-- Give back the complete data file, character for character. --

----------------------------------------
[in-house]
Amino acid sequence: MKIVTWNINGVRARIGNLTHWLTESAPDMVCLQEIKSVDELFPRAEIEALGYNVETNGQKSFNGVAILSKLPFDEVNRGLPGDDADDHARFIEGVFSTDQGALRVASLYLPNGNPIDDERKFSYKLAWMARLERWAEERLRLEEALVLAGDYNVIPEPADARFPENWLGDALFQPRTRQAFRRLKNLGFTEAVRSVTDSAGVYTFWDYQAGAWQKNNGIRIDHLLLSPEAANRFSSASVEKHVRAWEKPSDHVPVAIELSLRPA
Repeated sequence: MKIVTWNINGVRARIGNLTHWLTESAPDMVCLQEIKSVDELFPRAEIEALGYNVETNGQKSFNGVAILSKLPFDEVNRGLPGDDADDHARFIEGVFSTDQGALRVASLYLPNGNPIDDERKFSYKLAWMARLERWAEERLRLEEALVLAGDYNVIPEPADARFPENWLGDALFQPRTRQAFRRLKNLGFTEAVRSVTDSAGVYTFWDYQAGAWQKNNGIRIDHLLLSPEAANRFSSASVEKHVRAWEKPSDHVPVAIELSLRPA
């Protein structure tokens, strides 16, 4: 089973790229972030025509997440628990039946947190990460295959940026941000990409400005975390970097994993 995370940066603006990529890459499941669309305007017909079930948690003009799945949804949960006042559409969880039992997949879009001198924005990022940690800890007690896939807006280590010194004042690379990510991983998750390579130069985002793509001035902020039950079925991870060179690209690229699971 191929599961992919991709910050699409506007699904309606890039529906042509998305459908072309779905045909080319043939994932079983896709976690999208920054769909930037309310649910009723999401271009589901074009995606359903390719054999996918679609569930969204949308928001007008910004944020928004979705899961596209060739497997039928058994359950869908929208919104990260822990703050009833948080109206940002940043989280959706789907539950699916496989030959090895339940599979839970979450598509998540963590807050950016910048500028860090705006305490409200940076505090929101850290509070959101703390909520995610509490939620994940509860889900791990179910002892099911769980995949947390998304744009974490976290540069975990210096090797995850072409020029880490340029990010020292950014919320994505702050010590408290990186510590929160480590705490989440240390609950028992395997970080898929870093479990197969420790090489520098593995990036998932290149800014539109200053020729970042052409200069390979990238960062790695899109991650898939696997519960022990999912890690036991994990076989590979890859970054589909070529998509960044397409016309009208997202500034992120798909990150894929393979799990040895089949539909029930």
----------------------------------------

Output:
[in-house]
Amino acid sequence: MKIVTWNINGVRARIGNLTHWLTESAPDMVCLQEIKSVDELFPRAEIEALGYNVETNGQKSFNGVAILSKLPFDEVNRGLPGDDADDHARFIEGVFSTDQGALRVASLYLPNGNPIDDERKFSYKLAWMARLERWAEERLRLEEALVLAGDYNVIPEPADARFPENWLGDALFQPRTRQAFRRLKNLGFTEAVRSVTDSAGVYTFWDYQAGAWQKNNGIRIDHLLLSPEAANRFSSASVEKHVRAWEKPSDHVPVAIELSLRPA
Repeated sequence: MKIVTWNINGVRARIGNLTHWLTESAPDMVCLQEIKSVDELFPRAEIEALGYNVETNGQKSFNGVAILSKLPFDEVNRGLPGDDADDHARFIEGVFSTDQGALRVASLYLPNGNPIDDERKFSYKLAWMARLERWAEERLRLEEALVLAGDYNVIPEPADARFPENWLGDALFQPRTRQAFRRLKNLGFTEAVRSVTDSAGVYTFWDYQAGAWQKNNGIRIDHLLLSPEAANRFSSASVEKHVRAWEKPSDHVPVAIELSLRPA
């Protein structure tokens, strides 16, 4: 089973790229972030025509997440628990039946947190990460295959940026941000990409400005975390970097994993 995370940066603006990529890459499941669309305007017909079930948690003009799945949804949960006042559409969880039992997949879009001198924005990022940690800890007690896939807006280590010194004042690379990510991983998750390579130069985002793509001035902020039950079925991870060179690209690229699971 191929599961992919991709910050699409506007699904309606890039529906042509998305459908072309779905045909080319043939994932079983896709976690999208920054769909930037309310649910009723999401271009589901074009995606359903390719054999996918679609569930969204949308928001007008910004944020928004979705899961596209060739497997039928058994359950869908929208919104990260822990703050009833948080109206940002940043989280959706789907539950699916496989030959090895339940599979839970979450598509998540963590807050950016910048500028860090705006305490409200940076505090929101850290509070959101703390909520995610509490939620994940509860889900791990179910002892099911769980995949947390998304744009974490976290540069975990210096090797995850072409020029880490340029990010020292950014919320994505702050010590408290990186510590929160480590705490989440240390609950028992395997970080898929870093479990197969420790090489520098593995990036998932290149800014539109200053020729970042052409200069390979990238960062790695899109991650898939696997519960022990999912890690036991994990076989590979890859970054589909070529998509960044397409016309009208997202500034992120798909990150894929393979799990040895089949539909029930």